Read - Outline - Highlight

Step 1. Preview the text

a.    Determine how much is new information
b.    Think about how you will be tested on the material

Step 2. Separate the chapter(s) into sections by headings

a.    Read the information under the first heading
b.    After reading, take notes in outline format
c.    Use only main ideas and the most important details
d.    Read and outline each section until the reading is complete

Step 3. Highlight to review, and begin the study process

a.    Highlight main ideas in one color
b.    Highlight details in contrasting color
c.    Determine if there is too much information or too little

You and Your Text

Ideas taken from:
Mercer, Ann.  Mercer, C.  Teaching Students with Learning Problems.  3rd ed.  Merrill Publishing Company: 1989.
Shepherd, James.  College Study Skills.  4th ed.  Houghton Mifflin Company: 1990.

How to Read a Textbook

Do you often:

  1. get bored or fall asleep when reading a textbook chapter?
  2. feel that you haven't remembered a thing after you finished reading a chapter?
  3. get poor grades in courses that require reading textbook material?
  4. spend several hours rereading a chapter in a textbook?

If you checked one or more of these symptoms, you need to read the rest of this carefully. If you learn to effectively use this system, you can help improve your reading. A large amount of college reading consists of reading and learning the information in textbooks. They are not the most interesting books to read, but they are often the most predictable. Sections are clearly divided and subdivided into boldface print and italics; study questions often come at the end of the chapter; charts and illustrations usually represent the most important facts and concepts discussed in the chapter; and usually the style of textbook material is straightforward. With the right system, reading textbook material can prove to be a worthwhile study experience.

Adapted from Phillips & Sotirion, Steps to Reading Proficiency

Surveying the Entire Text

If you are reading a textbook for the first time, get to know the book by:

  1. Reading the preface. It gives the author's reasons for writing the book, the topics covered, and the audience that the textbook is written for-items that will help you read the chapter efficiently.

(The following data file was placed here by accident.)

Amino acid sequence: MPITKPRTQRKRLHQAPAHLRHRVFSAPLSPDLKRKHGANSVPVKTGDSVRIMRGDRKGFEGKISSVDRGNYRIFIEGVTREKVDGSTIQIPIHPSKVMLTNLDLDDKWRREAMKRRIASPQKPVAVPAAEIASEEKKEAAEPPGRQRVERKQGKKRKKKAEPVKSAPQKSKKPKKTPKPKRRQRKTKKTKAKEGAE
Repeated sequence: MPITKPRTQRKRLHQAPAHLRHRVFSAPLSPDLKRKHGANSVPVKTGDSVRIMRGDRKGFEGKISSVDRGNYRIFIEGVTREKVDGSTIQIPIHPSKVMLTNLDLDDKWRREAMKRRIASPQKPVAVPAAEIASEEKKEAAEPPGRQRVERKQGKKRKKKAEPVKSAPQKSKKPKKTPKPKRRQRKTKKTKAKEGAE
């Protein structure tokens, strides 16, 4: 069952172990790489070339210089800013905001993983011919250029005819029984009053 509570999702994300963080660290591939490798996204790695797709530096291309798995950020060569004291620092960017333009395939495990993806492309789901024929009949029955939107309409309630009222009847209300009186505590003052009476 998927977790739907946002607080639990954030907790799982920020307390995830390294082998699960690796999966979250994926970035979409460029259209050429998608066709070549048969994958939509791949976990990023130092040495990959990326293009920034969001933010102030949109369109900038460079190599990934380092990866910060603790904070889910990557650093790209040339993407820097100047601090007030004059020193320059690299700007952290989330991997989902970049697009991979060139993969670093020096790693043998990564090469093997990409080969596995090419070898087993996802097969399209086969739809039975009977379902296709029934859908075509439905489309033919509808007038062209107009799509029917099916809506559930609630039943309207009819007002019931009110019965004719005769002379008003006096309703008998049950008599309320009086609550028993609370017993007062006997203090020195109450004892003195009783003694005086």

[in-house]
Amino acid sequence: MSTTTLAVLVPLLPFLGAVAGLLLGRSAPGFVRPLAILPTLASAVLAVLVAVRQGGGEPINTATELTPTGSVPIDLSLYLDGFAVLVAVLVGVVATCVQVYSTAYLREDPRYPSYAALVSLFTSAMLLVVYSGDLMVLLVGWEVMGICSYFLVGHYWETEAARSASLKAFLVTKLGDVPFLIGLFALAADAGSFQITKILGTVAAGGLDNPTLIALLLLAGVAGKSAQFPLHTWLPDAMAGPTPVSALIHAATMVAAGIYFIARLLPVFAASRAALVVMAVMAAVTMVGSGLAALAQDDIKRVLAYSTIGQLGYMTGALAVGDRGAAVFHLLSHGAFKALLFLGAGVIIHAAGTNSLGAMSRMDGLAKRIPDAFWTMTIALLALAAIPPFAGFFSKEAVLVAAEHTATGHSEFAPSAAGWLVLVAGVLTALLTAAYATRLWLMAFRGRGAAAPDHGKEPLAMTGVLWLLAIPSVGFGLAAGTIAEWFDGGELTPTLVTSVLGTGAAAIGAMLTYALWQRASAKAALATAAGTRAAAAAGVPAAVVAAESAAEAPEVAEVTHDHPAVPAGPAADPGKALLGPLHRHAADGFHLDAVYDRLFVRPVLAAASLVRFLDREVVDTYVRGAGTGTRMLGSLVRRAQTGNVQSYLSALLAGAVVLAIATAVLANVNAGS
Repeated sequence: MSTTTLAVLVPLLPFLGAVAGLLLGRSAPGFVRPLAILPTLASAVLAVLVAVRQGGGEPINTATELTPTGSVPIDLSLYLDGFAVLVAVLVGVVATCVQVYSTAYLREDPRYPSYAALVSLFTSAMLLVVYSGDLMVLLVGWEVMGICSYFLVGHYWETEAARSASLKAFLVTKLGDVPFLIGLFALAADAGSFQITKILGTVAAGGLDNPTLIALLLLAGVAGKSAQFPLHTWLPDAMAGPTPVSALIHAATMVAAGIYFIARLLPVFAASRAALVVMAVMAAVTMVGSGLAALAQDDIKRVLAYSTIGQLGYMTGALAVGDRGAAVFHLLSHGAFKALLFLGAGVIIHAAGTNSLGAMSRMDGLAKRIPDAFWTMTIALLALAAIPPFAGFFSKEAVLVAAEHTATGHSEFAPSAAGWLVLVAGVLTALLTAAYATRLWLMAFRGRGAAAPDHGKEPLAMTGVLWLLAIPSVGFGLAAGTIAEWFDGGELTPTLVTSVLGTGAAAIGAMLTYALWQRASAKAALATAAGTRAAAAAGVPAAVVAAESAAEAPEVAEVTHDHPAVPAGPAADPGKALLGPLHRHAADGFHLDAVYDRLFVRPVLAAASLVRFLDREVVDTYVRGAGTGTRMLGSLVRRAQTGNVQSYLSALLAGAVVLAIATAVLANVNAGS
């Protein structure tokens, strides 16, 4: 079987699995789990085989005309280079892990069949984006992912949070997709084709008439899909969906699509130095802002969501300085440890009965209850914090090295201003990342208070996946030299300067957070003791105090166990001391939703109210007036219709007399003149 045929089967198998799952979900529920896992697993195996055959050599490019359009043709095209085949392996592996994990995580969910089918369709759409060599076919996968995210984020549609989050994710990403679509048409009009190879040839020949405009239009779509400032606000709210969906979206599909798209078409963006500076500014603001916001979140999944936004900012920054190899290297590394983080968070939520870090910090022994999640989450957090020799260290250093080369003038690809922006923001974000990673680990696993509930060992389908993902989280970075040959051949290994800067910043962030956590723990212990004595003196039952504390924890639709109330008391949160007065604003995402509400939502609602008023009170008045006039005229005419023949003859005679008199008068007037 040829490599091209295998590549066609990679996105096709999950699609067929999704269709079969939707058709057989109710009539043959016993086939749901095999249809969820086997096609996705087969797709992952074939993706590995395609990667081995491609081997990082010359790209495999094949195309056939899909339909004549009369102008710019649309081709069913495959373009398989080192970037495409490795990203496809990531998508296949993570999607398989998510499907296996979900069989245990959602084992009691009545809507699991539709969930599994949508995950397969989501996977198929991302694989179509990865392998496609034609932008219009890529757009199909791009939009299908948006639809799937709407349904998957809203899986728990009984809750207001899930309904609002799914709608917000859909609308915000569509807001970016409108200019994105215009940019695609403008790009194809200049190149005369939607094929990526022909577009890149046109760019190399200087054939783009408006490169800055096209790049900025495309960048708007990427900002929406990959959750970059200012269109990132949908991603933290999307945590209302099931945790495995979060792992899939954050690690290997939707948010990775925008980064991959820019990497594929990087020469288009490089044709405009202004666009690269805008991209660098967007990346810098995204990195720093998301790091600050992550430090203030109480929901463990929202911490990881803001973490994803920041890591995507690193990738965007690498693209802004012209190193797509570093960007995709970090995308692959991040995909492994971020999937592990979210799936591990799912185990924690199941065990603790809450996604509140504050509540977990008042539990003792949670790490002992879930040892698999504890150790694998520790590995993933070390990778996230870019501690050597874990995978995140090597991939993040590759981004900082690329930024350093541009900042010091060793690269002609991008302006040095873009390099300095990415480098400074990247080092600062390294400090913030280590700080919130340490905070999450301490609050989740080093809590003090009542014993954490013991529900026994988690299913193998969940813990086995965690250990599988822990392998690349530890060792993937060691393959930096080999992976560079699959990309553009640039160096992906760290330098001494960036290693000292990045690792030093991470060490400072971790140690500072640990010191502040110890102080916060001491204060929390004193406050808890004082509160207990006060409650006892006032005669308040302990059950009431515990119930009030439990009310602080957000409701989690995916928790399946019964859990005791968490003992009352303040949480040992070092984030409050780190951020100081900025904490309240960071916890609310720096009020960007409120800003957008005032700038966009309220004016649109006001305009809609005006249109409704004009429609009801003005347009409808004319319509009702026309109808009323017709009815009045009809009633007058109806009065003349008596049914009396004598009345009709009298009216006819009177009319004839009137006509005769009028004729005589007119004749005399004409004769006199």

2. Studying the table of contents to see how it is organized. Look at its divisions and subdivisions. The textbook's overall organization will help you understand how the author thinks about the material.
  3. Thumbing through the index to see the number and types of words listed.
  4. Looking to see if there is a glossary or appendix. See whether you will need to refer to charts or graphs as you read various chapters of the textbook.
  5. Noting if there is an answer key at the end of the book or at the end of each chapter.
  6. Reading through a few pages at the beginning, middle, and end of the textbook to get a sense of the author's style and the difficulty level of the textbook. Does the author use a difficult vocabulary? Are the sentences complicated and hard to follow?

Adapted from Phillips & Sotirion, Steps to Reading Proficiency.

Reading a Textbook Chapter

You will find it easier to read, understand, and remember the information in your textbook if you develop and consistently apply a system for studying each chapter.

The two keys to the system presented below are:

  1. frequently skimming and previewing to discover organizational patterns, and
  2. dividing the reading into progressively smaller and more manageable pieces.

STEP 1 Survey/Preview the Chapter (Skim the entire chapter.)

STEP 2 Skim each section before reading that section carefully (Skim one section)

STEP 3 Carefully read/underline/highlight each section (paragraph by paragraph).

REPEAT STEPS 2 AND 3 FOR EACH SECTION OF THE CHAPTER.

STEP 4 Decide what to study (entire chapter).

STEP 5 Review/Recite

Adapted from Phillips & Sotirion, Steps to Reading Proficiency.

 

 

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revised 04.12.1999 12:57